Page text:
Language selection


Prosperity and Growth Strategy for Northern Ontario

A plan for economic development, inclusiveness and success



  • Between 2006 and 2016, the population of Northern Ontario fell 3.8 percent, from 843,845 to 811,000
  • Home to 105 of Ontario's 127 Indigenous communities, including 31 remote reserves of which 25 are diesel dependent. Positive natural growth is only occurring within the Indigenous population
  • The population in Ontario's Francophone areas is expected to decline between 2011 and 2036
  • The number of people leaving the region exceeds the number of individuals coming into the region


  • Many small and single-industry dependent communities have limited services and infrastructure to attract new business investment
  • Many rural and remote areas lag in terms of access to broadband and some lack broadband altogether


  • Current labour shortages and growing labour demand projections make workforce shortages one of the biggest challenges over the next three to five years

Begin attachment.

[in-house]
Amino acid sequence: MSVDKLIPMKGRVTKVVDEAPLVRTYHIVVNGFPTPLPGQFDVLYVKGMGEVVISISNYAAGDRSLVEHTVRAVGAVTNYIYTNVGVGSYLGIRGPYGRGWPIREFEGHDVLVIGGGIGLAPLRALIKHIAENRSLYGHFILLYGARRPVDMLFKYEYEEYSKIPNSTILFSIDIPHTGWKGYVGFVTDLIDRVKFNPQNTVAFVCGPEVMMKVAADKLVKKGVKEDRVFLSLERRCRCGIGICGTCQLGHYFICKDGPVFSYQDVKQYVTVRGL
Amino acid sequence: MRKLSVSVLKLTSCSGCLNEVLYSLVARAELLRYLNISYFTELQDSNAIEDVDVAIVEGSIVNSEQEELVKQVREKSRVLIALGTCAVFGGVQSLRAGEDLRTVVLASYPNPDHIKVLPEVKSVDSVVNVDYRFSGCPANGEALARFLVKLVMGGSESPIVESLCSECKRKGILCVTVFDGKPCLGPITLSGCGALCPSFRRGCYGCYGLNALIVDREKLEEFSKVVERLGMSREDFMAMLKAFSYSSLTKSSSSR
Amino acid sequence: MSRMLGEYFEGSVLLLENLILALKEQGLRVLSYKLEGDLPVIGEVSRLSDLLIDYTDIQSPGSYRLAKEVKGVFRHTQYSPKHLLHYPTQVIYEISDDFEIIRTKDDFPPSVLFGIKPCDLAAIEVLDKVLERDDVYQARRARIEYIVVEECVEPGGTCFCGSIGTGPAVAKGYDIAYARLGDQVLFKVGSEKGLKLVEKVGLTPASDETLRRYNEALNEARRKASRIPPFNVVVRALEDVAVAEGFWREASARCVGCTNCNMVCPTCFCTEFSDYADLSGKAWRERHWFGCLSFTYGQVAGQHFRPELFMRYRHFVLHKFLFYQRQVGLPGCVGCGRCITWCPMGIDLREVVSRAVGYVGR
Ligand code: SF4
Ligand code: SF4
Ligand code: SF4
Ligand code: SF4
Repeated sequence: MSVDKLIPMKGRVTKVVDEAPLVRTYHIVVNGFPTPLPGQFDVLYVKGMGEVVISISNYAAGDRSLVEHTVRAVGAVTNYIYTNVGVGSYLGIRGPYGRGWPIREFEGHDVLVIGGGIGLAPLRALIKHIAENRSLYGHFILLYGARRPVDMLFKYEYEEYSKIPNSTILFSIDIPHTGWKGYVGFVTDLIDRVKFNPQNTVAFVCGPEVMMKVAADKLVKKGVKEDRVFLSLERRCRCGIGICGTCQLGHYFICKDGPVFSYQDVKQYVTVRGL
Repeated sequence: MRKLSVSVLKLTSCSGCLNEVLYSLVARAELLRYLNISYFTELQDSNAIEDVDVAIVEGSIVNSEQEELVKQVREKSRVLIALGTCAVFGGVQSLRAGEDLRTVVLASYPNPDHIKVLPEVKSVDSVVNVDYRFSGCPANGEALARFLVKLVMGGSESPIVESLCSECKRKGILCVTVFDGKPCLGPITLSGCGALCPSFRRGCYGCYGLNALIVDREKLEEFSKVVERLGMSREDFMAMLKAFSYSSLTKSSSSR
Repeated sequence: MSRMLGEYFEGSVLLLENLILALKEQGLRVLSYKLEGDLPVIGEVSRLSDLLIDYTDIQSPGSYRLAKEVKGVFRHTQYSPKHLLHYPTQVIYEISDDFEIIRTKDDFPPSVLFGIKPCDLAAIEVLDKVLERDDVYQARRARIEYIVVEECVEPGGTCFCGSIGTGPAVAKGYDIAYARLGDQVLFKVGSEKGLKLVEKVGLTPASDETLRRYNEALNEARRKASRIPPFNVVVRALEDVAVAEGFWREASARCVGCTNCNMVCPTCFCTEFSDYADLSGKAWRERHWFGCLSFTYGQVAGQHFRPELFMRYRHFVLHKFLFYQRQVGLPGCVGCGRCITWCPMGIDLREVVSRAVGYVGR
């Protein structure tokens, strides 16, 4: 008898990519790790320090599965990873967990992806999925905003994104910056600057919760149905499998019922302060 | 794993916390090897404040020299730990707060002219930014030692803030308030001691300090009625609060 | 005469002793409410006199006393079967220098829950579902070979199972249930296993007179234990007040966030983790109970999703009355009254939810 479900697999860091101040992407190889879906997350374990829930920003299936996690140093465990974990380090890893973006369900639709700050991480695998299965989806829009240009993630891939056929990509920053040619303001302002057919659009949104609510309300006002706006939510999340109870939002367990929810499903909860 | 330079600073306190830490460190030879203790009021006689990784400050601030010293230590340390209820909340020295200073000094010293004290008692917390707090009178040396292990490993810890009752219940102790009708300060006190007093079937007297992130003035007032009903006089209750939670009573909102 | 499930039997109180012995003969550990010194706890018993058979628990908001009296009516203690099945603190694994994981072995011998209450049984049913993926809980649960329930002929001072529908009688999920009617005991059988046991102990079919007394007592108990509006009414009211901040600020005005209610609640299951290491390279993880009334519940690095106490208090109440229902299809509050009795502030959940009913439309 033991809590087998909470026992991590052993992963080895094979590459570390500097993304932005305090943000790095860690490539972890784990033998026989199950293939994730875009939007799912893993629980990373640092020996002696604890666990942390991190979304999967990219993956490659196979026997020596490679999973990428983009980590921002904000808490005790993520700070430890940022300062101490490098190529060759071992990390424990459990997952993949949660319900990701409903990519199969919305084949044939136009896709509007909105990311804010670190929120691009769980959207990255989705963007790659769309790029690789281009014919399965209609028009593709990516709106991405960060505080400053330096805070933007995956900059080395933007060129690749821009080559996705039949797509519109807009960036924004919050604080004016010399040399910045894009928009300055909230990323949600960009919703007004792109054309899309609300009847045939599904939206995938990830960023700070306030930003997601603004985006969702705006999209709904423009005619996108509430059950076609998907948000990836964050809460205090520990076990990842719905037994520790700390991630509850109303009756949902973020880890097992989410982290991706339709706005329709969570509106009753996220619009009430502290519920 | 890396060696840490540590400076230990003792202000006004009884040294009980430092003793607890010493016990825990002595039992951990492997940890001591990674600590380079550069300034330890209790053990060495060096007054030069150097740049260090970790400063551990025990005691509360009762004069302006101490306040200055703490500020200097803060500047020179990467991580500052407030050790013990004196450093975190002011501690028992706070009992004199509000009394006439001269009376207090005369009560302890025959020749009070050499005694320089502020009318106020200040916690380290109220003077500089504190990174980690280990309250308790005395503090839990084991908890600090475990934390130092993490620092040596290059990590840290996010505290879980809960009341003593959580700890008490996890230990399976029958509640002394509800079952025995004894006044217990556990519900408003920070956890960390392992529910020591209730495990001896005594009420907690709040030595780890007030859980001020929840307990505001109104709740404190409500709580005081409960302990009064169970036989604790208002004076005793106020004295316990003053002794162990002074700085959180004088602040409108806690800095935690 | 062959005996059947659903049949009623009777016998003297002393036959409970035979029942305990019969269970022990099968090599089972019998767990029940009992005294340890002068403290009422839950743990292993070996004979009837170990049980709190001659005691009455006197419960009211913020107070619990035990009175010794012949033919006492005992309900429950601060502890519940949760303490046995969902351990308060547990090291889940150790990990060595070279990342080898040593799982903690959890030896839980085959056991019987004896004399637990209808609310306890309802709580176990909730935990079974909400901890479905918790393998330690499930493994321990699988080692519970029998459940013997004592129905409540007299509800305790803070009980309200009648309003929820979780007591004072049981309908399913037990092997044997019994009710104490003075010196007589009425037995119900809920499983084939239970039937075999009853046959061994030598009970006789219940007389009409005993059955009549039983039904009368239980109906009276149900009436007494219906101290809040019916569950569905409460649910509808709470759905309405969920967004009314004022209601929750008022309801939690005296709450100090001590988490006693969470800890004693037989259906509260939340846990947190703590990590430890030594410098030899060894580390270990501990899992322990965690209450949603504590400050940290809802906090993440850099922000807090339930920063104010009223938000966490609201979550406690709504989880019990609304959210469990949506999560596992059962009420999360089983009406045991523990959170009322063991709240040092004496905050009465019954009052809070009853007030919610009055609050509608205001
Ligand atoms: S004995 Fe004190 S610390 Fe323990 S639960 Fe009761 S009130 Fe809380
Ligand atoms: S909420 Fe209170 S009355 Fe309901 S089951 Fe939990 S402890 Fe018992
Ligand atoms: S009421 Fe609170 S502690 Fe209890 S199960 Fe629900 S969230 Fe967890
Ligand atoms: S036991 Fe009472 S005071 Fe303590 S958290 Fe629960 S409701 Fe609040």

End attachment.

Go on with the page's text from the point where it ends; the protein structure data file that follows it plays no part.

• Virtually all Northern Ontario businesses are small and medium-sized, employing less than 500 workers, most of them have been historically dependant on primary sectors such as forestry and mining
  • Less than three percent of Northern Ontario small and medium sized enterprises (SMEs) are exporters
  • The employment rate is below the provincial average

Business Development

  • Businesses in small, rural and remote communities are isolated from the larger clusters and professional networks limiting their decision-making capacity, their access to corporate investments and their overall competitiveness
  • Northern Ontario SMEs exhibit less business innovation activity (37%) compared to the rest of Canada (42%)
  • Energy, transportation and financing costs are higher in Northern Ontario than the rest of the province
Date modified: